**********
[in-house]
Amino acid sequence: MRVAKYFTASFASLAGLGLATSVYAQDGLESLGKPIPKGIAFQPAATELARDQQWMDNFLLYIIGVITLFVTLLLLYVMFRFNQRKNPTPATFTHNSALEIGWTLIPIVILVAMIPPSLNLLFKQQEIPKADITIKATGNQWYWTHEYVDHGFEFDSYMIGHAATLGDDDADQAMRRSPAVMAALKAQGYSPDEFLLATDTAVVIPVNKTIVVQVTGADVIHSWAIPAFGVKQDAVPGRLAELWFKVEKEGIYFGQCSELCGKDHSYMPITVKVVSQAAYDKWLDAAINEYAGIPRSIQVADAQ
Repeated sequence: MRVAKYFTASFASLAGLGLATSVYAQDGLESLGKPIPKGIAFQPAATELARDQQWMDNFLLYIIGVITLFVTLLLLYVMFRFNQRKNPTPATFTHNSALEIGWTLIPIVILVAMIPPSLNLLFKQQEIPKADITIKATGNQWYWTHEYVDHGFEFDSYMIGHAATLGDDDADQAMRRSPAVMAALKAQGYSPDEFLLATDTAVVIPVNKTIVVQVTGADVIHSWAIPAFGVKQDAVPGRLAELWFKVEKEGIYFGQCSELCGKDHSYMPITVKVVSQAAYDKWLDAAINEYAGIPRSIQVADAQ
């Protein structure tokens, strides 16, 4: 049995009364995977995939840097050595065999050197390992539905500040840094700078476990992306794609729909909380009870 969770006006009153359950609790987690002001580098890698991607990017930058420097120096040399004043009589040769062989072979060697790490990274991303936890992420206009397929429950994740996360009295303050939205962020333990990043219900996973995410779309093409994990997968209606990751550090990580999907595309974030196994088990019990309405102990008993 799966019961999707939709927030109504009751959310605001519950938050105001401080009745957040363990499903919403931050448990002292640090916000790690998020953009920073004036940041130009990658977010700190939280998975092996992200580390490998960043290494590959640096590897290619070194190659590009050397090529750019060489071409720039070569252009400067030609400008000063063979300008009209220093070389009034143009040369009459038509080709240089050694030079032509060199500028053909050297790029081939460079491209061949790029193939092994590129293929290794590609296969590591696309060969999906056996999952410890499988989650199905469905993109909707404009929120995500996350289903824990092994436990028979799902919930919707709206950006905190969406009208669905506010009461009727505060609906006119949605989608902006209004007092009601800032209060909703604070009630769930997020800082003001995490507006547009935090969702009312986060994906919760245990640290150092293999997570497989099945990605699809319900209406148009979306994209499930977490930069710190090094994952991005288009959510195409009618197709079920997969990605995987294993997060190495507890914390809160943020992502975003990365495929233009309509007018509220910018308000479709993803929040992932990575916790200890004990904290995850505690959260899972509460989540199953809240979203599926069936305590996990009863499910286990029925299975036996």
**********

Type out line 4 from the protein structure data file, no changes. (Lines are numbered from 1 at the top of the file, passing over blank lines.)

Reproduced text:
């Protein structure tokens, strides 16, 4: 049995009364995977995939840097050595065999050197390992539905500040840094700078476990992306794609729909909380009870 969770006006009153359950609790987690002001580098890698991607990017930058420097120096040399004043009589040769062989072979060697790490990274991303936890992420206009397929429950994740996360009295303050939205962020333990990043219900996973995410779309093409994990997968209606990751550090990580999907595309974030196994088990019990309405102990008993 799966019961999707939709927030109504009751959310605001519950938050105001401080009745957040363990499903919403931050448990002292640090916000790690998020953009920073004036940041130009990658977010700190939280998975092996992200580390490998960043290494590959640096590897290619070194190659590009050397090529750019060489071409720039070569252009400067030609400008000063063979300008009209220093070389009034143009040369009459038509080709240089050694030079032509060199500028053909050297790029081939460079491209061949790029193939092994590129293929290794590609296969590591696309060969999906056996999952410890499988989650199905469905993109909707404009929120995500996350289903824990092994436990028979799902919930919707709206950006905190969406009208669905506010009461009727505060609906006119949605989608902006209004007092009601800032209060909703604070009630769930997020800082003001995490507006547009935090969702009312986060994906919760245990640290150092293999997570497989099945990605699809319900209406148009979306994209499930977490930069710190090094994952991005288009959510195409009618197709079920997969990605995987294993997060190495507890914390809160943020992502975003990365495929233009309509007018509220910018308000479709993803929040992932990575916790200890004990904290995850505690959260899972509460989540199953809240979203599926069936305590996990009863499910286990029925299975036996």